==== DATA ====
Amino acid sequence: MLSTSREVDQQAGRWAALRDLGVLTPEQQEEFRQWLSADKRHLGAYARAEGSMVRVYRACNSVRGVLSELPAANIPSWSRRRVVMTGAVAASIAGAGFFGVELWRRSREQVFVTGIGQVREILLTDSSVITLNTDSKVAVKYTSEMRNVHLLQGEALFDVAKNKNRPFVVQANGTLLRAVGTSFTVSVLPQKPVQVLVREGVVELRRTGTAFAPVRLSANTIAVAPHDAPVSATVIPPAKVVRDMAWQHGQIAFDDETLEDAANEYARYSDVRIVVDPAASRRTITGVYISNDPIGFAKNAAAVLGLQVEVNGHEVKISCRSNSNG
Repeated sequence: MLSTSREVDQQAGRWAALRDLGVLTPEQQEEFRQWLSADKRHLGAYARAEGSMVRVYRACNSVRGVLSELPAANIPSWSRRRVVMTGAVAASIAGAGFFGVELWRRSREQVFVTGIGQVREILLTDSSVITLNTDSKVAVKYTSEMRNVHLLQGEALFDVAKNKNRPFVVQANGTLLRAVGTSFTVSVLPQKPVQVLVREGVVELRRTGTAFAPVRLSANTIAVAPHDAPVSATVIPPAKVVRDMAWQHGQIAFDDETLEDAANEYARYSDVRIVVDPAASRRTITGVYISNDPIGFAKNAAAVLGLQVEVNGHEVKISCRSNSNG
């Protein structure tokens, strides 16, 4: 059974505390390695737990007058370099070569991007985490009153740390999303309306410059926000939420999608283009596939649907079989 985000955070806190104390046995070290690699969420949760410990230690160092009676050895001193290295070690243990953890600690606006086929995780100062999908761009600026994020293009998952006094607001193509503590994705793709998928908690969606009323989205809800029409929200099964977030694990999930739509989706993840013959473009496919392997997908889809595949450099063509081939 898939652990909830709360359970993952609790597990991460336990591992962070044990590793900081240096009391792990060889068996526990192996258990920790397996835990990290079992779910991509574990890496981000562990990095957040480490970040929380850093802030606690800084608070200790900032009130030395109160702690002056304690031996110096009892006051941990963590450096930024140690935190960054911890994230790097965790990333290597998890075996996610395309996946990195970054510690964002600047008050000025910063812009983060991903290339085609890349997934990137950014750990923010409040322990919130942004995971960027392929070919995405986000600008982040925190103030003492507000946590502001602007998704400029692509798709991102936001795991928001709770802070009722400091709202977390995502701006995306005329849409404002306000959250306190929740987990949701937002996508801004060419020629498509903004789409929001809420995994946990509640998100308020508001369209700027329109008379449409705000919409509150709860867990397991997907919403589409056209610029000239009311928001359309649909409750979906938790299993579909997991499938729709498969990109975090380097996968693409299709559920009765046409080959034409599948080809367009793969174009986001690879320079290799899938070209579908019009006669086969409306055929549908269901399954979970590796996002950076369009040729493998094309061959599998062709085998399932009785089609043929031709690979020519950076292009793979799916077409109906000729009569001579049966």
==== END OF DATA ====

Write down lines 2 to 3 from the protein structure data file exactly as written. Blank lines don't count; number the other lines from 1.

Repeated sequence: MLSTSREVDQQAGRWAALRDLGVLTPEQQEEFRQWLSADKRHLGAYARAEGSMVRVYRACNSVRGVLSELPAANIPSWSRRRVVMTGAVAASIAGAGFFGVELWRRSREQVFVTGIGQVREILLTDSSVITLNTDSKVAVKYTSEMRNVHLLQGEALFDVAKNKNRPFVVQANGTLLRAVGTSFTVSVLPQKPVQVLVREGVVELRRTGTAFAPVRLSANTIAVAPHDAPVSATVIPPAKVVRDMAWQHGQIAFDDETLEDAANEYARYSDVRIVVDPAASRRTITGVYISNDPIGFAKNAAAVLGLQVEVNGHEVKISCRSNSNG
């Protein structure tokens, strides 16, 4: 059974505390390695737990007058370099070569991007985490009153740390999303309306410059926000939420999608283009596939649907079989 985000955070806190104390046995070290690699969420949760410990230690160092009676050895001193290295070690243990953890600690606006086929995780100062999908761009600026994020293009998952006094607001193509503590994705793709998928908690969606009323989205809800029409929200099964977030694990999930739509989706993840013959473009496919392997997908889809595949450099063509081939 898939652990909830709360359970993952609790597990991460336990591992962070044990590793900081240096009391792990060889068996526990192996258990920790397996835990990290079992779910991509574990890496981000562990990095957040480490970040929380850093802030606690800084608070200790900032009130030395109160702690002056304690031996110096009892006051941990963590450096930024140690935190960054911890994230790097965790990333290597998890075996996610395309996946990195970054510690964002600047008050000025910063812009983060991903290339085609890349997934990137950014750990923010409040322990919130942004995971960027392929070919995405986000600008982040925190103030003492507000946590502001602007998704400029692509798709991102936001795991928001709770802070009722400091709202977390995502701006995306005329849409404002306000959250306190929740987990949701937002996508801004060419020629498509903004789409929001809420995994946990509640998100308020508001369209700027329109008379449409705000919409509150709860867990397991997907919403589409056209610029000239009311928001359309649909409750979906938790299993579909997991499938729709498969990109975090380097996968693409299709559920009765046409080959034409599948080809367009793969174009986001690879320079290799899938070209579908019009006669086969409306055929549908269901399954979970590796996002950076369009040729493998094309061959599998062709085998399932009785089609043929031709690979020519950076292009793979799916077409109906000729009569001579049966």